California voters’ recent passage of Proposition 8, which “re-banned” same-sex marriage in the state, and the success of similar anti-gay marriage laws across the country, has prompted some observers to comment that “gay is the new black.”  In other words, while overt, anti-black sentiment has been largely relegated to the fringes of American society, homophobic attitudes remain common and socially-acceptable in large segments of the population.  In the courtroom, jurors’ attitudes toward homosexuality may affect their views on a wide range of cases, including discrimination and employment lawsuits or trials involving a gay or lesbian litigant.

This article describes the extent and nature of anti-gay sentiment, how it differs from racial bias, and how attorneys and jury consultants concerned about homophobia can combat anti-gay bias in the courtroom.


How Widespread is Anti-Gay Sentiment?

In the January 2009 edition of The Jury Expert, Naveen Khan and Dennis Elias offer strategies for addressing anti-Muslim bias in the courtroom.  In their articles, Khan and Elias cite national polls showing that 39% of Americans admit that they “feel some prejudice” toward Muslims.  How does that figure compare to current attitudes toward homosexuality? 

Since 1996, I’ve helped conduct an on-going research project on popular attitudes toward homosexuality undertaken by the jury research firm of Mattson & Sherrod, Inc.  As part of this project, questions about homosexuality, gay rights, and same-sex marriage have been piggy-backed on questionnaires used in mock trials across the country.  With the cooperation of Mattson & Sherrod, I have assembled data from over 100 mock trials conducted between 2002 and 2008.  These data include responses from over 7,800 mock jurors.  Looking at the numbers from year to year reveals some consistent patterns in jurors’ attitudes toward homosexuality.  For example:

  • Approximately 55% of people think that gays and lesbians should not be able to have officially recognized marriages.
  • Approximately 45% of people think that homosexuality is not an acceptable lifestyle.
  • Approximately 40% of people believe that gays and lesbians could change their sexual orientation and become heterosexuals if they really wanted to.
  • Approximately 33% of people think that sexual orientation should not be a civil right that is protected by the government.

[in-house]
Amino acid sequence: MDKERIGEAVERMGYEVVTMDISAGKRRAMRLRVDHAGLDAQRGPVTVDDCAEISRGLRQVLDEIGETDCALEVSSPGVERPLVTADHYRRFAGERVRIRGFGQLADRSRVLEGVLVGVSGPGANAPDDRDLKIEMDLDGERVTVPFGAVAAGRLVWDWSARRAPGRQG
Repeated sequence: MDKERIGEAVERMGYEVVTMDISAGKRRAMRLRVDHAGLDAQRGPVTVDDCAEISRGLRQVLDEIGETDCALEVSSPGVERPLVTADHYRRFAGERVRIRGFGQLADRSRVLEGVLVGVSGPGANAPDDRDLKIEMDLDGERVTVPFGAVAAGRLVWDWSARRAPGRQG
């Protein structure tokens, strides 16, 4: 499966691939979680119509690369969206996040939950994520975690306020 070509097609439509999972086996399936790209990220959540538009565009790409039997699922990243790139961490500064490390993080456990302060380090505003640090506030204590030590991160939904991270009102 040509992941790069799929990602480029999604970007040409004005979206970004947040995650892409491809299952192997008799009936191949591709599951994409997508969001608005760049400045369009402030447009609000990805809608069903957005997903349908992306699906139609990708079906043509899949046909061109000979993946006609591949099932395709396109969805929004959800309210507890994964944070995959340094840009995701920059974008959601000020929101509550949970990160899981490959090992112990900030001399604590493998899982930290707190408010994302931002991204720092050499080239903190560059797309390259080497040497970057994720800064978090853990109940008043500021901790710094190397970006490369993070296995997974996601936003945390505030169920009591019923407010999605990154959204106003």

• On average, between 15 and 20% of people report that it would bother them if a gay or lesbian couple moved in next door to them.
  • Similar percentages (15 to 20%) of people think that employers should be able to refuse to hire someone because of his or her sexual orientation.
  • Between 10 and 15% of people report that it would bother them if they had to work closely with someone who is gay or lesbian.

Anti-gay attitudes are more prevalent in the South than in the rest of the country.i]Almost 60% of Southern jurors believe that homosexuality is not an acceptable lifestyle, 50% believe homosexuals could change their sexual orientation if they really wanted to, and nearly 25% would be bothered if a gay or lesbian couple moved in next door to them.


How do Anti-Gay Attitudes differ from Racism?

While homophobia and racism have some features in common, they also have important differences.  For the purposes of courtroom strategy, the key difference is the comparative social stigmas attached to each.  Overt racism carries a powerful negative social stigma, as racism is widely considered to violate the egalitarian norms embraced by the vast majority of Americans.  As was discussed in the most recent edition of The Jury Expert, this negative social stigma presents an opportunity to inoculate jurors against even subtle race-based arguments. 

Anti-gay sentiments, on the other hand, do not carry the same negative social stigma.  As the numbers above suggest, anti-gay attitudes remain socially-acceptable and even desirable among large segments of the population.  Many people believe that homosexuality is deviant, morally wrong, and a threat to traditional family structures.  This important difference between racism and homophobia means that combating anti-gay bias in the courtroom requires a different strategy than you might use to confront race-based appeals. 


How Can Attorneys and Consultants Combat Anti-Gay Attitudes in the Courtroom?

  Because homophobia does not have the negative social stigma associated with overt racism, opportunities for inoculating jurors against anti-gay appeals or for overcoming anti-gay bias during trial may be limited.  Depending on the type of case, witness preparation and a persuasive case story may help some jurors look past their bias, but eliminating the most homophobic jurors from the panel during jury selection is a critical part of an effective trial strategy.  Thus, I focus primarily on jury selection strategies and identifying jurors with the strongest anti-gay biases.